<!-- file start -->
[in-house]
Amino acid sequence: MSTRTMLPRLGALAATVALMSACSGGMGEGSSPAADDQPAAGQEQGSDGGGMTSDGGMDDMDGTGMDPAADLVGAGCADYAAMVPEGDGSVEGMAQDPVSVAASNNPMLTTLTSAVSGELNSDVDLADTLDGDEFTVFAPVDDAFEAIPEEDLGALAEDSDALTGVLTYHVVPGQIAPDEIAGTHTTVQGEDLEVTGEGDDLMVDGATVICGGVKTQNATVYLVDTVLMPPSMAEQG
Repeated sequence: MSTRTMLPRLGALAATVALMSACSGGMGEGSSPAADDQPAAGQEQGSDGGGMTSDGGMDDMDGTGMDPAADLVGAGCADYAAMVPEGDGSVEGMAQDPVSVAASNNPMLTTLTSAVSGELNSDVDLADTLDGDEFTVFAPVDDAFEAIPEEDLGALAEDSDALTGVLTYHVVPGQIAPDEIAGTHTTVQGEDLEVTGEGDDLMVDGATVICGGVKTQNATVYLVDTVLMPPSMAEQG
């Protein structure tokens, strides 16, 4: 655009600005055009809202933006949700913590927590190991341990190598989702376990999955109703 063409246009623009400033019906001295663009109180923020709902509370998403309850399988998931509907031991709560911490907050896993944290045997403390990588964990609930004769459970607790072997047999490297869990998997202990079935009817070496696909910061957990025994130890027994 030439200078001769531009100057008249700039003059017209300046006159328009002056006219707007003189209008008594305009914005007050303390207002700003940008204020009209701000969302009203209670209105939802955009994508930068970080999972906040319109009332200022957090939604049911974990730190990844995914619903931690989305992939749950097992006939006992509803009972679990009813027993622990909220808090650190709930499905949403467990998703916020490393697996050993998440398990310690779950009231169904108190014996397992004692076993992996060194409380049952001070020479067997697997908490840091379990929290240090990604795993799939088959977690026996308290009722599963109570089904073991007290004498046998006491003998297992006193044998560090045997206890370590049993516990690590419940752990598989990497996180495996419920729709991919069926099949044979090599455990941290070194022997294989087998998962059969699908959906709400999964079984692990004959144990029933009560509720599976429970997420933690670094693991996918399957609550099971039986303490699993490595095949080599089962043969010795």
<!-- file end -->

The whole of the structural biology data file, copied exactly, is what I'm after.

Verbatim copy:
[in-house]
Amino acid sequence: MSTRTMLPRLGALAATVALMSACSGGMGEGSSPAADDQPAAGQEQGSDGGGMTSDGGMDDMDGTGMDPAADLVGAGCADYAAMVPEGDGSVEGMAQDPVSVAASNNPMLTTLTSAVSGELNSDVDLADTLDGDEFTVFAPVDDAFEAIPEEDLGALAEDSDALTGVLTYHVVPGQIAPDEIAGTHTTVQGEDLEVTGEGDDLMVDGATVICGGVKTQNATVYLVDTVLMPPSMAEQG
Repeated sequence: MSTRTMLPRLGALAATVALMSACSGGMGEGSSPAADDQPAAGQEQGSDGGGMTSDGGMDDMDGTGMDPAADLVGAGCADYAAMVPEGDGSVEGMAQDPVSVAASNNPMLTTLTSAVSGELNSDVDLADTLDGDEFTVFAPVDDAFEAIPEEDLGALAEDSDALTGVLTYHVVPGQIAPDEIAGTHTTVQGEDLEVTGEGDDLMVDGATVICGGVKTQNATVYLVDTVLMPPSMAEQG
């Protein structure tokens, strides 16, 4: 655009600005055009809202933006949700913590927590190991341990190598989702376990999955109703 063409246009623009400033019906001295663009109180923020709902509370998403309850399988998931509907031991709560911490907050896993944290045997403390990588964990609930004769459970607790072997047999490297869990998997202990079935009817070496696909910061957990025994130890027994 030439200078001769531009100057008249700039003059017209300046006159328009002056006219707007003189209008008594305009914005007050303390207002700003940008204020009209701000969302009203209670209105939802955009994508930068970080999972906040319109009332200022957090939604049911974990730190990844995914619903931690989305992939749950097992006939006992509803009972679990009813027993622990909220808090650190709930499905949403467990998703916020490393697996050993998440398990310690779950009231169904108190014996397992004692076993992996060194409380049952001070020479067997697997908490840091379990929290240090990604795993799939088959977690026996308290009722599963109570089904073991007290004498046998006491003998297992006193044998560090045997206890370590049993516990690590419940752990598989990497996180495996419920729709991919069926099949044979090599455990941290070194022997294989087998998962059969699908959906709400999964079984692990004959144990029933009560509720599976429970997420933690670094693991996918399957609550099971039986303490699993490595095949080599089962043969010795």